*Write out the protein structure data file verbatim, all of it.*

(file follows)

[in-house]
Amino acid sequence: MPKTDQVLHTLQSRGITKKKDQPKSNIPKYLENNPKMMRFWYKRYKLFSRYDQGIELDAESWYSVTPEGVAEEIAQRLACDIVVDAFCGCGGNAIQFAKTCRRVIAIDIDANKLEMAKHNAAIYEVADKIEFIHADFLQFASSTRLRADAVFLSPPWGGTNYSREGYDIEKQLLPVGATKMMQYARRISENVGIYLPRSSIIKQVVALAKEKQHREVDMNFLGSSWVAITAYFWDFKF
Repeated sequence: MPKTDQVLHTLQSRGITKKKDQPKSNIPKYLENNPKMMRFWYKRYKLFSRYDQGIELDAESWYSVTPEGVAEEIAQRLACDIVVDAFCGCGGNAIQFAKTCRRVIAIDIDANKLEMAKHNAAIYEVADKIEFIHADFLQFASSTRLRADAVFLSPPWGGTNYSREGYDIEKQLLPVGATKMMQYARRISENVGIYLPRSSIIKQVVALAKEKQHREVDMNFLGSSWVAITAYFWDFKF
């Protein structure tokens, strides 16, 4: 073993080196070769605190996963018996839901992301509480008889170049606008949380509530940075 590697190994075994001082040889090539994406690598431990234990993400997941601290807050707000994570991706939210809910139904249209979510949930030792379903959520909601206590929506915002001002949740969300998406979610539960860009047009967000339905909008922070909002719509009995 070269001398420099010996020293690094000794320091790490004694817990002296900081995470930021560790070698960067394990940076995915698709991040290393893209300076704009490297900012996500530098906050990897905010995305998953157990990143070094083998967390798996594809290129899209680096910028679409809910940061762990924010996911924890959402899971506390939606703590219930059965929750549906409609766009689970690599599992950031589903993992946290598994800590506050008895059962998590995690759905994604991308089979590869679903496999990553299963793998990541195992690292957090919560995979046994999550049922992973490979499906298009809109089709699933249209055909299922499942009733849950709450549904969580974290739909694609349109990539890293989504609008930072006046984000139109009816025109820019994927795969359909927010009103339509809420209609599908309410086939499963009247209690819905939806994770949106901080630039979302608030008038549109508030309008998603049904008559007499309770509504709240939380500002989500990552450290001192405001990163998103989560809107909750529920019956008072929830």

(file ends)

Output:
[in-house]
Amino acid sequence: MPKTDQVLHTLQSRGITKKKDQPKSNIPKYLENNPKMMRFWYKRYKLFSRYDQGIELDAESWYSVTPEGVAEEIAQRLACDIVVDAFCGCGGNAIQFAKTCRRVIAIDIDANKLEMAKHNAAIYEVADKIEFIHADFLQFASSTRLRADAVFLSPPWGGTNYSREGYDIEKQLLPVGATKMMQYARRISENVGIYLPRSSIIKQVVALAKEKQHREVDMNFLGSSWVAITAYFWDFKF
Repeated sequence: MPKTDQVLHTLQSRGITKKKDQPKSNIPKYLENNPKMMRFWYKRYKLFSRYDQGIELDAESWYSVTPEGVAEEIAQRLACDIVVDAFCGCGGNAIQFAKTCRRVIAIDIDANKLEMAKHNAAIYEVADKIEFIHADFLQFASSTRLRADAVFLSPPWGGTNYSREGYDIEKQLLPVGATKMMQYARRISENVGIYLPRSSIIKQVVALAKEKQHREVDMNFLGSSWVAITAYFWDFKF
């Protein structure tokens, strides 16, 4: 073993080196070769605190996963018996839901992301509480008889170049606008949380509530940075 590697190994075994001082040889090539994406690598431990234990993400997941601290807050707000994570991706939210809910139904249209979510949930030792379903959520909601206590929506915002001002949740969300998406979610539960860009047009967000339905909008922070909002719509009995 070269001398420099010996020293690094000794320091790490004694817990002296900081995470930021560790070698960067394990940076995915698709991040290393893209300076704009490297900012996500530098906050990897905010995305998953157990990143070094083998967390798996594809290129899209680096910028679409809910940061762990924010996911924890959402899971506390939606703590219930059965929750549906409609766009689970690599599992950031589903993992946290598994800590506050008895059962998590995690759905994604991308089979590869679903496999990553299963793998990541195992690292957090919560995979046994999550049922992973490979499906298009809109089709699933249209055909299922499942009733849950709450549904969580974290739909694609349109990539890293989504609008930072006046984000139109009816025109820019994927795969359909927010009103339509809420209609599908309410086939499963009247209690819905939806994770949106901080630039979302608030008038549109508030309008998603049904008559007499309770509504709240939380500002989500990552450290001192405001990163998103989560809107909750529920019956008072929830």